The Lebanese Central Bank plans to cut interest rates in an attempt to ease the economic crisis in the country, and is considering formalizing the temporary capital controls that are set individually by local lenders.
The Governor of the Central Bank, Riyad Salameh, told his association of banks in Lebanon that he would issue a circular within days to reduce rates in order “to revive the economy” and curbing the increase in “doubtful” loans.
The decision may buy some of the much-needed time in Lebanon, which is suffering from its worst financial crisis in decades. While the authorities are struggling to form a government after the resignation of Prime Minister Saad Hariri after weeks of mass protests against corruption and the deterioration of living standards.
Salam said he was considering issuing instructions that would formalize the recent restrictions on capital movements imposed by commercial lenders. The measures will be temporary until a new government is formed and the financial and economic situation is back to normal. The governor also said that 165 billion Lebanese pounds ($109.2 million) were withdrawn daily from the central bank in the past two months, and that the bank was awaiting a new payment of banknotes that would arrive on December 20.
President Michel Aoun held a meeting last week that included the governor of the Central Bank, the Minister of Finance, the Minister of Economy, and the president of the Association of Banks. They instructed the central bank to take “temporary and necessary” steps in order to protect the stability of the banking system.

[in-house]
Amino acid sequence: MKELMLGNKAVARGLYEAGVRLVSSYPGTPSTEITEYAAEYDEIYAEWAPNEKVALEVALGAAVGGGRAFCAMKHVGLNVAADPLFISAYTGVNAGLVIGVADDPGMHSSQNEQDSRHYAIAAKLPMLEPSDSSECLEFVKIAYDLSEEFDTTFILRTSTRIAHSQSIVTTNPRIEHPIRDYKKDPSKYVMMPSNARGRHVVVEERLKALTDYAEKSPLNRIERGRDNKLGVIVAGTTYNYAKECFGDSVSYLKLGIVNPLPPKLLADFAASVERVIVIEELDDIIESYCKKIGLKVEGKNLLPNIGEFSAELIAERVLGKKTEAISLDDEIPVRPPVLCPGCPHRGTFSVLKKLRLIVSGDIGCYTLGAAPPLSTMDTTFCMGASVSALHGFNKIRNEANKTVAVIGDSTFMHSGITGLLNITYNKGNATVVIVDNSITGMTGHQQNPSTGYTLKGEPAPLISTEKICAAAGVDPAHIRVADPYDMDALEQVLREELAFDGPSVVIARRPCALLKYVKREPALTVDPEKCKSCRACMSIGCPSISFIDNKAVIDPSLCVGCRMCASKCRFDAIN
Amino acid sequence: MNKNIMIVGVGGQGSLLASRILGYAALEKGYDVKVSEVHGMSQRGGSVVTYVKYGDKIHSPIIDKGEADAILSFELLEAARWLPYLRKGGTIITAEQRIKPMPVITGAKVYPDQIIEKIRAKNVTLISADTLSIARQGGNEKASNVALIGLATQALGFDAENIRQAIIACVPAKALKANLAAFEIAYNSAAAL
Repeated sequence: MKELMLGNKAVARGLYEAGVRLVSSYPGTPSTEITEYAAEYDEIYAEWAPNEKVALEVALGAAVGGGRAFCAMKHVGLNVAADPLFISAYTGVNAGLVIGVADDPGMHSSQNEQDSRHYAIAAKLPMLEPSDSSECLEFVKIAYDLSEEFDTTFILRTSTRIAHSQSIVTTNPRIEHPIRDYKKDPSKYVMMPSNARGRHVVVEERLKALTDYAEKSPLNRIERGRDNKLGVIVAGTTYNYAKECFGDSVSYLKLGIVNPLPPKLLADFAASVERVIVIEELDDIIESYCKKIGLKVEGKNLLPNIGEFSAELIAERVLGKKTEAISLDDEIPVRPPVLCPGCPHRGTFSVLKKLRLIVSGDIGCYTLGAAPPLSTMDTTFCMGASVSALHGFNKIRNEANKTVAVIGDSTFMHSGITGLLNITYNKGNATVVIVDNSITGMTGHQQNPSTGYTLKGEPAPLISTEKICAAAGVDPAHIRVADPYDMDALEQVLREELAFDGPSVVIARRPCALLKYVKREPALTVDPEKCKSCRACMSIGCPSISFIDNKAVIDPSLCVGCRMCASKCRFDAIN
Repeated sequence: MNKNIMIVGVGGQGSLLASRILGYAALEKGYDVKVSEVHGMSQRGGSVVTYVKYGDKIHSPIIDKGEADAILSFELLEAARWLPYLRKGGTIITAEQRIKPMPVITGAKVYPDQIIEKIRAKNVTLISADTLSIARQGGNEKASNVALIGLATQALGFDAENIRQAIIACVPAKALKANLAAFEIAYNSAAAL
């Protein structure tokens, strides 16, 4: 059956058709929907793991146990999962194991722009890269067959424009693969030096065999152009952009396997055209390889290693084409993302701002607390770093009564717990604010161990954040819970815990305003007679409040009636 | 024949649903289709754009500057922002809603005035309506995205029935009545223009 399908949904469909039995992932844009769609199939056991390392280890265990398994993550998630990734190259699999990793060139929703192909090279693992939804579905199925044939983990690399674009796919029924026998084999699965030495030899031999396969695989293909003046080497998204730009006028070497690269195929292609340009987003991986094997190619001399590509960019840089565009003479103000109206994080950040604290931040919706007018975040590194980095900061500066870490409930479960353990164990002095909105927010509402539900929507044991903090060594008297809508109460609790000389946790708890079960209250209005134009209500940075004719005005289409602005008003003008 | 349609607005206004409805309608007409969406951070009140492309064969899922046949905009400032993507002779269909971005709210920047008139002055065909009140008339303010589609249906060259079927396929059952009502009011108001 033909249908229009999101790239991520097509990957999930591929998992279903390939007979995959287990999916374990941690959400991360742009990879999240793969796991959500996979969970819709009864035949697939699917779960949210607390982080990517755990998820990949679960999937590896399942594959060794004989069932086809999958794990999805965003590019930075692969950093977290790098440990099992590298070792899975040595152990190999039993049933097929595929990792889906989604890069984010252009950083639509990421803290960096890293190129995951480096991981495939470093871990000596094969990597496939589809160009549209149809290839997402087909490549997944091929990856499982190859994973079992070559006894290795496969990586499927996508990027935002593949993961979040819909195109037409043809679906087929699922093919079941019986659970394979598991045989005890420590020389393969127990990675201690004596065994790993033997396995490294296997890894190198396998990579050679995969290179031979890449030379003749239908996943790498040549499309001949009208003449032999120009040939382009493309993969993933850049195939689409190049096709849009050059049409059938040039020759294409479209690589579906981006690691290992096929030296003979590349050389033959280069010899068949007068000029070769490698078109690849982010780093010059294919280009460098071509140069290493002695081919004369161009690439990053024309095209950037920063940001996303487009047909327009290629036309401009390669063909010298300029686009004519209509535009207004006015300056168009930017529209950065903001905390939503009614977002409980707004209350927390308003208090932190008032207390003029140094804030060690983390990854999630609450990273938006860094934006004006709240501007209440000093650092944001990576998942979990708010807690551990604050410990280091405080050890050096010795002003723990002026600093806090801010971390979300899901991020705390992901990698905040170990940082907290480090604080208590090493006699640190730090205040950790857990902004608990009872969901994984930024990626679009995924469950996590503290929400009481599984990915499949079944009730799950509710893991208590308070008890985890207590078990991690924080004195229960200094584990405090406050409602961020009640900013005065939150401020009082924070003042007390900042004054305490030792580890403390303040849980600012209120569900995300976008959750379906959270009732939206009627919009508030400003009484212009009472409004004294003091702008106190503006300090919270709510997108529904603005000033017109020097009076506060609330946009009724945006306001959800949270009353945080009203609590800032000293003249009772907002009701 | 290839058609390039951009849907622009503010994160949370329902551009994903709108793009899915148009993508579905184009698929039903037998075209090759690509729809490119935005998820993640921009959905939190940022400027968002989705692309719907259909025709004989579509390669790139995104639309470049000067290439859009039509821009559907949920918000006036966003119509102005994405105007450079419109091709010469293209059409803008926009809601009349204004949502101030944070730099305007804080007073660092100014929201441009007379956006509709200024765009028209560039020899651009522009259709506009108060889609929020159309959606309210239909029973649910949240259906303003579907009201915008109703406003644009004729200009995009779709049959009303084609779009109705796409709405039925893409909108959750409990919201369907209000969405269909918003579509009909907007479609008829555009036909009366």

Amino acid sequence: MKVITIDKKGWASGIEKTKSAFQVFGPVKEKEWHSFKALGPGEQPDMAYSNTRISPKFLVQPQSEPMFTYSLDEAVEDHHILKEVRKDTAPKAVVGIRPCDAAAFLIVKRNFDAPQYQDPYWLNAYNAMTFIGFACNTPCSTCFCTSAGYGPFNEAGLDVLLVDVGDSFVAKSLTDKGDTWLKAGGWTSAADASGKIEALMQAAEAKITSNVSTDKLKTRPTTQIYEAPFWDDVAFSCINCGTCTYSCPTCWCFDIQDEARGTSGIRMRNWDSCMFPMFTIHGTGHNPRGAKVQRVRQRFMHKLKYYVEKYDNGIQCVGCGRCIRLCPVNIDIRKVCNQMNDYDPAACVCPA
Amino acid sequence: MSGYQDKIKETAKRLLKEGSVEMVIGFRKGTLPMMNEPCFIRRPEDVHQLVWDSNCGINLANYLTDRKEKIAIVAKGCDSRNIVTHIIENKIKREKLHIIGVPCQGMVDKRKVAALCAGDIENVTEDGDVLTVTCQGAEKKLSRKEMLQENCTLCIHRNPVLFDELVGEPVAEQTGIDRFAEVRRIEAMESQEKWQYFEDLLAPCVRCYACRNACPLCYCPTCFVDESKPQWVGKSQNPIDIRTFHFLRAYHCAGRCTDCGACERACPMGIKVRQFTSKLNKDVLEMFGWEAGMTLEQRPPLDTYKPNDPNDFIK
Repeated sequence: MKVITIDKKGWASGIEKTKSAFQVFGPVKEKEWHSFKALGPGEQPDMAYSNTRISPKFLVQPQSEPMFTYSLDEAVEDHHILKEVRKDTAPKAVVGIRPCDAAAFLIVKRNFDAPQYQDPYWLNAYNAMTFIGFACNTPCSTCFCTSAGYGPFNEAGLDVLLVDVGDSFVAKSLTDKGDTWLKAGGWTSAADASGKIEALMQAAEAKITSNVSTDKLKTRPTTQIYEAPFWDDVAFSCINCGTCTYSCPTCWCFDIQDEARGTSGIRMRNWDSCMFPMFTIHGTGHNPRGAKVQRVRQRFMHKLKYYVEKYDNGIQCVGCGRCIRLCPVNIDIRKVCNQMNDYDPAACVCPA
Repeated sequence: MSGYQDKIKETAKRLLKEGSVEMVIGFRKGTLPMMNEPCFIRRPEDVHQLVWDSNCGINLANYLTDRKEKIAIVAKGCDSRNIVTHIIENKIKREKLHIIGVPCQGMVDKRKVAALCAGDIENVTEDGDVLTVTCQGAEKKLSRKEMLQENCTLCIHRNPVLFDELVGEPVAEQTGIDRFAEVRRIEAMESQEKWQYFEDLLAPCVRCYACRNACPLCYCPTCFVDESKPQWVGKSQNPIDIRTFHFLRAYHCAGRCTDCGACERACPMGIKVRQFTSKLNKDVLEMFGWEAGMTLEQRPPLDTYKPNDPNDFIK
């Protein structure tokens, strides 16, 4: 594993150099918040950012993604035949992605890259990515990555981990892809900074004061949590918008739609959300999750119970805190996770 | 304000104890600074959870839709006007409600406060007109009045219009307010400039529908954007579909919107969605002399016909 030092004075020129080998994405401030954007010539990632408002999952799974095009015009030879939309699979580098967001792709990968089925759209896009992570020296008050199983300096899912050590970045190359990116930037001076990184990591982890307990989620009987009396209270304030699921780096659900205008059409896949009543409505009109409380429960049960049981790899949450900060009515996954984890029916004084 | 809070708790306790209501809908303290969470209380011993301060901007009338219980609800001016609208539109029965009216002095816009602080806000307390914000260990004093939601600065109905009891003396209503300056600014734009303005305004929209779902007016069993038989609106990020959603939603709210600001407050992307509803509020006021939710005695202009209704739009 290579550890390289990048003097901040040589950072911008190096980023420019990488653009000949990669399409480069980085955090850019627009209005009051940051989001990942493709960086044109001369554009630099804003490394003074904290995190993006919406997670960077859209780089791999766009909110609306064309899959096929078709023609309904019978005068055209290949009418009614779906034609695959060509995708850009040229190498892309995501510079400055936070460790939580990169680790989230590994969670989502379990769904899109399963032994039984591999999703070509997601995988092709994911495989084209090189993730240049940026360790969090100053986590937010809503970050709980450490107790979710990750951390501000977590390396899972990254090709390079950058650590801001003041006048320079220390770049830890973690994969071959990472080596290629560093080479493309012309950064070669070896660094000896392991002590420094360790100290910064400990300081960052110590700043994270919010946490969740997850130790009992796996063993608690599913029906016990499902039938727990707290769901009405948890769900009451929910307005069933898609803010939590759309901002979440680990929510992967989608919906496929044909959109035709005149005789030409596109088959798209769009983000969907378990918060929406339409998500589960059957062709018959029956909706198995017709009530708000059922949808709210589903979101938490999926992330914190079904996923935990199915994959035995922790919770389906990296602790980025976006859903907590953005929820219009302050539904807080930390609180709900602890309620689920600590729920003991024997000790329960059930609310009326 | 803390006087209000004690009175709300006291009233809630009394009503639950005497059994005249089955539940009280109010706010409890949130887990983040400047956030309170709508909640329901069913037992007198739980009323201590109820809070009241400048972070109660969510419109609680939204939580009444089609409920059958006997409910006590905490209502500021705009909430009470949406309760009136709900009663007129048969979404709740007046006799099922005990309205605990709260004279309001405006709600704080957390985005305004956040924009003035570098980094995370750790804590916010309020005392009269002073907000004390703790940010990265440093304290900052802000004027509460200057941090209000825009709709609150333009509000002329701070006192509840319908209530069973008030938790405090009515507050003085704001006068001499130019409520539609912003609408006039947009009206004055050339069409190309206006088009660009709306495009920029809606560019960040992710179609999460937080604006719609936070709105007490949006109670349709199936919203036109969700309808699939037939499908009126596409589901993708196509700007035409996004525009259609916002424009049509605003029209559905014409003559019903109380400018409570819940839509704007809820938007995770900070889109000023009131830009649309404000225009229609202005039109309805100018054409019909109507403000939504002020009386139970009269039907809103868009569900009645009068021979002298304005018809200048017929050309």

The crisis has undermined confidence in Lebanon’s ability to pay off its massive public debt. According to data compiled by Bloomberg’s agency, the country’s debt risk, compared to virtual credit exchanges, has risen to over 2,500 basis points, the second highest level after Argentina.
The lenders-imposed restrictions on the movement of capital by prohibiting some transfers abroad, freezing credit lines for businesses, and putting an end to withdrawals at $400 to prevent banks from operating. Officials, including the governor of the central bank, have said many times that the country will not impose formal capital controls, which requires a legal framework.
Three major banks in Lebanon were cut last month under sovereignty by the global rankings of the Standard & Poor’s Index, which warned that the country’s economic crisis is draining liquidity from lenders. A week before the cut, the central bank instructed local lenders to raise their capital by 20 percent by next June, and to refrain from dividends for 2019 to increase liquidity and prepare for possible credit cuts.
The union said it would reduce the ratings if there was “additional pressure on banks’ liquidity positions or if the banks impose further restrictions on specific transfers and operations.”
Lebanon relies on the influx of millions of its citizens who live abroad. However, the capital inflows required to finance the large current account and the fiscal deficit went down with decreasing confidence. The central bank began to ration dollars even before the turmoil erupted on October 17, which pushed the demand for foreign currency and created the black-market price, which is currently 30 percent higher than the fixed exchange rate. The move thwarted trade and imports in a country that relied almost entirely on foreign goods. The central bank said it would supply fuel, wheat and pharmaceutical importers with most of their dollar needs.
As the crisis deepened, the president has yet to set a date for parliamentary talks to nominate a new prime minister. Hariri, who resigned in October to counter escalating protests, said he would no longer be prime minister and would prefer to form a government of experts.